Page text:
The limited number of coefficients to be updated makes the canceller faster in producing the echo estimate, also allowing use thereof in connections affected by a limited phase roll.
Although the abovementioned canceller has better performance than previous ones in connections affected by phase roll it is not capable of maintaining good operating performance in the presence of sustained phase rolls, e.g. on the order of 4 Hz.
Accordingly the object of the present invention is to overcome the abovesaid drawbacks and indicate a procedure for cancelling the echo generated in telephone connections affected by phase roll.
The procedure in question estimates echo signal propagation delay in order to allow a simulation of the impulse response of the echo channel applicable only to the significant part thereof.
Said simulation is activated by a recursive digital filter with adaptive coefficients and allows securing of an estimate of the echo signal by causing samples of the voice signal of the far-end talker appropriately delayed and samples of the echo signal to reach the inputs of the filter.
The estimated echo is then subtracted from the actual echo to eliminate therefrom bothersome listening effects.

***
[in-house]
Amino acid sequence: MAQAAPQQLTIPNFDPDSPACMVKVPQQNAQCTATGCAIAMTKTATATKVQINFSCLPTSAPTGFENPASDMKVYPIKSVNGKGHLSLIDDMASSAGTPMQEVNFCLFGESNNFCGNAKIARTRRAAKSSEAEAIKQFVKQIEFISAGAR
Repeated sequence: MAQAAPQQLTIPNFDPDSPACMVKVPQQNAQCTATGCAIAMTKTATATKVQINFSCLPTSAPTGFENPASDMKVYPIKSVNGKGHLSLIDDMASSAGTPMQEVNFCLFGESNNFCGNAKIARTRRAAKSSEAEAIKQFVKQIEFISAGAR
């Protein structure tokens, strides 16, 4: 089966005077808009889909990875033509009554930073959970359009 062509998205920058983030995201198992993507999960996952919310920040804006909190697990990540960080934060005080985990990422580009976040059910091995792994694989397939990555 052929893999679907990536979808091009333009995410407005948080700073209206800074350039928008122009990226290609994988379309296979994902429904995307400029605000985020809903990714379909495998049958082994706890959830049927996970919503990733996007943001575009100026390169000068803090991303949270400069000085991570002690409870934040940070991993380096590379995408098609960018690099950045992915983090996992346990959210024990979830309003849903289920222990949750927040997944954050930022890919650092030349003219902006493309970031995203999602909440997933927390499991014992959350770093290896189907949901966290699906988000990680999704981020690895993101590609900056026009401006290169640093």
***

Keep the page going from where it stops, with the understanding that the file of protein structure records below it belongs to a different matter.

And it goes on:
The filter coefficient adaptation algorithm is based on the minimization criterion of the mean square error or minimization of the power of the residual echo. Said algorithm is applied in an innovative manner termed `square error decimation` which consists basically of adopting a square error calculation iteration frequency equal to the sampling frequency of the digital signals placed at the inputs of the filter divided by a decimation factor indicated hereinafter by the symbol M.
The echo channel has a transfer function comprising poles and zeros. Therefore desiring to simulate it with a transversal filter whose transfer function includes only zeros it would be necessary to considerably increase the number of coefficients of the filter without however obtaining a very accurate estimate. But by using the recursive filter, whose transfer function includes poles and zeros, it is possible to obtain a very accurate estimate of the echo channel transfer function.
The adaptation algorithm implemented has a higher convergence speed than the algorithm of the gradient method used in conventional echo cancellers. Therefore the echo canceller obtained in accordance with the implemented algorithm is capable of operating while maintaining good performance even in the presence of a 4 Hz phase roll.